Temperatures have plunged below freezing in parts of California and Nevada, including Las Vegas. Wind chills are 40 below zero in the Midwest. Snow and ice have blanketed a large swath of the Northeast, all the way up to Maine.
It was warmer in Anchorage, Alaska, on Monday morning than it was in St. Louis and Denver.
In New York City, the temperature with wind chill was 25 degrees Monday morning. But that was balmy compared to Bismarck, North Dakota, at 29 below zero.
Across the country, most temperatures are between 10 and 20 degrees below average.
And some places are receiving record snowfall. Philadelphia broke its daily record Sunday, with more than 8 inches.
In Washington, federal agencies opened two hours late Monday due to the weather.
In the Dallas-Fort Worth area, about 20,000 customers were without power Monday, according to power company Oncor.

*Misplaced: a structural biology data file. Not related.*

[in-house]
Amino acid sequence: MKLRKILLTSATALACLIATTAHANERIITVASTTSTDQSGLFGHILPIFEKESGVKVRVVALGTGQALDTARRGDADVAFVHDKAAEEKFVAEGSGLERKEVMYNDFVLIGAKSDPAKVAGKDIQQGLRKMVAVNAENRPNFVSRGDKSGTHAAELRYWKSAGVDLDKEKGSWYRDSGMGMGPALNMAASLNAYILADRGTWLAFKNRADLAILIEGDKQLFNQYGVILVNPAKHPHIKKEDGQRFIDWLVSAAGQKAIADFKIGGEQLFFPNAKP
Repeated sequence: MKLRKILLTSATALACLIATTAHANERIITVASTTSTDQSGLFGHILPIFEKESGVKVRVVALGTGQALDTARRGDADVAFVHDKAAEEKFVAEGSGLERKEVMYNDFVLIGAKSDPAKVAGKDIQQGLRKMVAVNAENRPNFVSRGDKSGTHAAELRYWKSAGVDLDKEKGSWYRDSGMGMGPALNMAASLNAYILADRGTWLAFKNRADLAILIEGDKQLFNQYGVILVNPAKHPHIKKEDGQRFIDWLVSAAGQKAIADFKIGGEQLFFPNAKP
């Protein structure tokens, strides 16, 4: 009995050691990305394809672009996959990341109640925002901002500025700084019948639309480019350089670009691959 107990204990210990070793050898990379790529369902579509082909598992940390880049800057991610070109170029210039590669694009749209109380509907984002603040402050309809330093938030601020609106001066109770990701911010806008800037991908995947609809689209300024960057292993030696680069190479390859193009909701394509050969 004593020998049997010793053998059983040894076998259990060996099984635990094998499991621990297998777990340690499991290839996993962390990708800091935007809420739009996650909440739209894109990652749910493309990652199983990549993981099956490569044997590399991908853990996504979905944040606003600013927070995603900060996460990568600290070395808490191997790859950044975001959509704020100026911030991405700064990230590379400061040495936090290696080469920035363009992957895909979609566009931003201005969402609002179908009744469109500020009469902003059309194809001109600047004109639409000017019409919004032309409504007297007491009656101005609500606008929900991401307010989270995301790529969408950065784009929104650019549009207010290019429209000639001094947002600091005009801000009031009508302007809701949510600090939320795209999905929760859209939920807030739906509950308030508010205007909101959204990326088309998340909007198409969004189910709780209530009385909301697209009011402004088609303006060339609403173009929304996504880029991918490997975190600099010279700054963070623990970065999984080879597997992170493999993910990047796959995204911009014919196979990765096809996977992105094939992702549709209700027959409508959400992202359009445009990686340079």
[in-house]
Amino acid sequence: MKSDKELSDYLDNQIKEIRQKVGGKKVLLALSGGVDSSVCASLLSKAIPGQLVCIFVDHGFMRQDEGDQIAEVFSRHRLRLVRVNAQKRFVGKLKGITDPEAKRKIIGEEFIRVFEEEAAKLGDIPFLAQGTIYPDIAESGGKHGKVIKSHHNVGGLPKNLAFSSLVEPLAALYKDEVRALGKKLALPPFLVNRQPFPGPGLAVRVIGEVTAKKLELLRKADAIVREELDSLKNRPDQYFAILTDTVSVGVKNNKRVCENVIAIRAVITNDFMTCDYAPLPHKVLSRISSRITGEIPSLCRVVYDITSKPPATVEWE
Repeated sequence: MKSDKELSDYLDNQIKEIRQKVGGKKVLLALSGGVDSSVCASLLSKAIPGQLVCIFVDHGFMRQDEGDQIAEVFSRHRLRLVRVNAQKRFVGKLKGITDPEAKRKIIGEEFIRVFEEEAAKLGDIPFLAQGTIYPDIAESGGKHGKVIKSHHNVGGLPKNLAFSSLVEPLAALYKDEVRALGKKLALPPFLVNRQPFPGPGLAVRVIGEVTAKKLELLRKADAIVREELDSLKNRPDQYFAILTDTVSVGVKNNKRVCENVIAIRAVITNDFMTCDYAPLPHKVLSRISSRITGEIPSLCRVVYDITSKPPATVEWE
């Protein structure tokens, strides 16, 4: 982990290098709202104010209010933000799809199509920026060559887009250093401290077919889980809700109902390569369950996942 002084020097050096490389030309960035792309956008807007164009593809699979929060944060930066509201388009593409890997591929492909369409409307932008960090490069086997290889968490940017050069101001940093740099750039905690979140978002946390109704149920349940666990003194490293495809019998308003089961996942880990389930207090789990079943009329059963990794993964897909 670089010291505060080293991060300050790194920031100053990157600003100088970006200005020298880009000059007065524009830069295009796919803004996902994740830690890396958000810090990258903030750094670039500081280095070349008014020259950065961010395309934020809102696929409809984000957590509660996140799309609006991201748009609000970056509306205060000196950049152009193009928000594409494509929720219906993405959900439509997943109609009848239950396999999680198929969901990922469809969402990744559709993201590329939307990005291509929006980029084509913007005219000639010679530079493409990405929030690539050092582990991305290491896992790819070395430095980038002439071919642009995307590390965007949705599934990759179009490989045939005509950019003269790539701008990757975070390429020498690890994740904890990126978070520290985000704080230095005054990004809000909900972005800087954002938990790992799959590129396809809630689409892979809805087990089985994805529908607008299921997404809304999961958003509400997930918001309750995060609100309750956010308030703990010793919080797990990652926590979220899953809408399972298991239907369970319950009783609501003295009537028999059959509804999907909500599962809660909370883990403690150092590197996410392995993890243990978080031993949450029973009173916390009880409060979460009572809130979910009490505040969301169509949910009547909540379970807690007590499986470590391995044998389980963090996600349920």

More than 2,600 flights were canceled nationwide Sunday, and about 1,500 have been nixed Monday, according to the website Flightaware.com. Hundreds of flights were canceled in and out of Dallas due to freezing fog.
Dangerous travel conditions
At least seven people have died in storm-related incidents in Texas, Arkansas and New Mexico since Thursday, officials said. Most were involved in traffic crashes.
In Arizona, a Saturday night snowstorm stranded 300 vehicles along Interstate 15. Rigs jackknifed and passenger cars slid into rigs, causing chain-reaction crashes and an enormous backup, Arizona Department of Public Safety Officer Bart Graves said. Authorities shut the interstate for more than 12 hours to clear the road.
"We had travelers running out of gas. They provided them food, water, and blankets," Graves said.
Some residents in the Dallas suburb of Plano had to deal with an unusual danger: sheets of ice cascading from buildings to the sidewalks and streets.